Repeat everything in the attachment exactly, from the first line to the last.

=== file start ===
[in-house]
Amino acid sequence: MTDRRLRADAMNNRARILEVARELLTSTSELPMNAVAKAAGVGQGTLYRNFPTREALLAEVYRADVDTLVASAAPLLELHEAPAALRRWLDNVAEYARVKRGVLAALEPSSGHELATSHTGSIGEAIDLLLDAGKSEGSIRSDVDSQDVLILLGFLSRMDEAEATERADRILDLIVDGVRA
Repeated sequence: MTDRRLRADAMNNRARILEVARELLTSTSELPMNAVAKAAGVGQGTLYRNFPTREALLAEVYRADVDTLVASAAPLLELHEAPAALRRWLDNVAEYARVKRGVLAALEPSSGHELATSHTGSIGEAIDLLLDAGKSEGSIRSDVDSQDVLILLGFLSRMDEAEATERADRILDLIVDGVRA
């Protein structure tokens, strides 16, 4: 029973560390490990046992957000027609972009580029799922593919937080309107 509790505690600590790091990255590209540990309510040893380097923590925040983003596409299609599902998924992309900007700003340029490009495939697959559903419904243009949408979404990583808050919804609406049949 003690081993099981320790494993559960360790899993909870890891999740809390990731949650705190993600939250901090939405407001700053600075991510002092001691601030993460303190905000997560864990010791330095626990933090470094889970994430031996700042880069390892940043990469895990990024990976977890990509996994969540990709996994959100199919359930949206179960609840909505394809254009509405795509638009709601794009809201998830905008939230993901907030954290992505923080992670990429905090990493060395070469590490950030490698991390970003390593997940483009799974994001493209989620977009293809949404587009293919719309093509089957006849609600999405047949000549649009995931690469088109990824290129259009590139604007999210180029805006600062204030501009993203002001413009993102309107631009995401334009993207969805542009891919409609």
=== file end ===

[in-house]
Amino acid sequence: MTDRRLRADAMNNRARILEVARELLTSTSELPMNAVAKAAGVGQGTLYRNFPTREALLAEVYRADVDTLVASAAPLLELHEAPAALRRWLDNVAEYARVKRGVLAALEPSSGHELATSHTGSIGEAIDLLLDAGKSEGSIRSDVDSQDVLILLGFLSRMDEAEATERADRILDLIVDGVRA
Repeated sequence: MTDRRLRADAMNNRARILEVARELLTSTSELPMNAVAKAAGVGQGTLYRNFPTREALLAEVYRADVDTLVASAAPLLELHEAPAALRRWLDNVAEYARVKRGVLAALEPSSGHELATSHTGSIGEAIDLLLDAGKSEGSIRSDVDSQDVLILLGFLSRMDEAEATERADRILDLIVDGVRA
């Protein structure tokens, strides 16, 4: 029973560390490990046992957000027609972009580029799922593919937080309107 509790505690600590790091990255590209540990309510040893380097923590925040983003596409299609599902998924992309900007700003340029490009495939697959559903419904243009949408979404990583808050919804609406049949 003690081993099981320790494993559960360790899993909870890891999740809390990731949650705190993600939250901090939405407001700053600075991510002092001691601030993460303190905000997560864990010791330095626990933090470094889970994430031996700042880069390892940043990469895990990024990976977890990509996994969540990709996994959100199919359930949206179960609840909505394809254009509405795509638009709601794009809201998830905008939230993901907030954290992505923080992670990429905090990493060395070469590490950030490698991390970003390593997940483009799974994001493209989620977009293809949404587009293919719309093509089957006849609600999405047949000549649009995931690469088109990824290129259009590139604007999210180029805006600062204030501009993203002001413009993102309107631009995401334009993207969805542009891919409609």